26th March 2001, 1500 BST
- shorts and sunshine
The view over
Bermuda is an isolated island lying in the North Atlantic, some 1,100
kilometres from New York. Its location makes it a popular destination
with American tourists, but many tour ships also call there.
The island's climate is subtropical and the waters surrounding it
are warmed by the Gulf Stream.
Late summer sea temperatures can be as high as 27 Celsius (81F), warmer
than much of the Mediterranean.
Summers are very warm with June through to September achieving daytime
temperatures of over 27 Celsius (81F).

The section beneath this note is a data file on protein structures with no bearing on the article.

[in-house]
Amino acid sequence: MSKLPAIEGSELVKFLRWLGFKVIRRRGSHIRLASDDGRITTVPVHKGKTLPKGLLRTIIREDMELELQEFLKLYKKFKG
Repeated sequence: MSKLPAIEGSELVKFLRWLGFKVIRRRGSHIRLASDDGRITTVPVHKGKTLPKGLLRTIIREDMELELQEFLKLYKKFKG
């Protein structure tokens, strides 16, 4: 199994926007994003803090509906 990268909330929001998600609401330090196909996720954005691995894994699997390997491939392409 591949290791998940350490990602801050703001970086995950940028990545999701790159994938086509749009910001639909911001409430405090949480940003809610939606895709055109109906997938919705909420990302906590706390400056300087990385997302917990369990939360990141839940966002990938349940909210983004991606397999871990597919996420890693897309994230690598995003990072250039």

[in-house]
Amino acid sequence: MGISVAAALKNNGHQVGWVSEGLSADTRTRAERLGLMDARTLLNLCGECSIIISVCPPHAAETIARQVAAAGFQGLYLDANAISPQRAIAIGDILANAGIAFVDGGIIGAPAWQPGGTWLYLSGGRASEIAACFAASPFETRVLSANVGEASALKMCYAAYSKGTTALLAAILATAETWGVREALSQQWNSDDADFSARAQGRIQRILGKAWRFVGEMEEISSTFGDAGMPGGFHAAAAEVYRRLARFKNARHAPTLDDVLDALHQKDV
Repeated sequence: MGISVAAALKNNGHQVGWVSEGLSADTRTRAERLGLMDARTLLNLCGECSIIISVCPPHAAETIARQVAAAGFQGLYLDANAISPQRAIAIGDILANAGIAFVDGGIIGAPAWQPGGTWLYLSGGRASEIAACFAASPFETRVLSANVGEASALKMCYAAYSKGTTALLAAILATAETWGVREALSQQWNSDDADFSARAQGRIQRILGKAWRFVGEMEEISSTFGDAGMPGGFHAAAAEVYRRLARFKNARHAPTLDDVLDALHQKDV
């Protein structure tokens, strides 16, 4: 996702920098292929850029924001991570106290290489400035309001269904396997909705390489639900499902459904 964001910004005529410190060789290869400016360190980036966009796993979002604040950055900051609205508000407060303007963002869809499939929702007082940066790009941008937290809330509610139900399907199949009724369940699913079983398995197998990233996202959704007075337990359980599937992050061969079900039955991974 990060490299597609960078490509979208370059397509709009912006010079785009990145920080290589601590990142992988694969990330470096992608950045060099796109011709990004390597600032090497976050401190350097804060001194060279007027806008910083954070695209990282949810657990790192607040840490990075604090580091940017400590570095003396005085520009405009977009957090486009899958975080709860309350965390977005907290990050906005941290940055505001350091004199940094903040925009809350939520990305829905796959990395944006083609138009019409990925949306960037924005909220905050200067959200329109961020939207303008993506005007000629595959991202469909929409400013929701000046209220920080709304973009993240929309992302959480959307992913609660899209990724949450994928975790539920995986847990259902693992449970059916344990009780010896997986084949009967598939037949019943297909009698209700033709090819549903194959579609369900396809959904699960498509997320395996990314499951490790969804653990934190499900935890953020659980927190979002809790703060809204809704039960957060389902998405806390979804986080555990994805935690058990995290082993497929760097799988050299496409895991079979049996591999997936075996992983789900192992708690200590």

Night-time temperatures during these months rarely fall below 21 Celsius
(70F) and even in the middle of winter it is unusual for afternoon
temperatures not to reach 20 Celsius (68F).
This is partly
due to a very impressive sunshine record. Daily sunshine of five or
six hours during winter rise to nine or ten hours in the winter months.
But despite the sunshine the island is relatively wet. Even the driest
months see twice as much rainfall as the same months in the UK.
Fortunately most of this rain falls in short, sharp bursts as heavy
afternoon showers and thunderstorms develop over the island.
Bermuda is sometimes hit by hurricanes. But lying well to the north
of the Caribbean,it usually only experiences the dying stages of these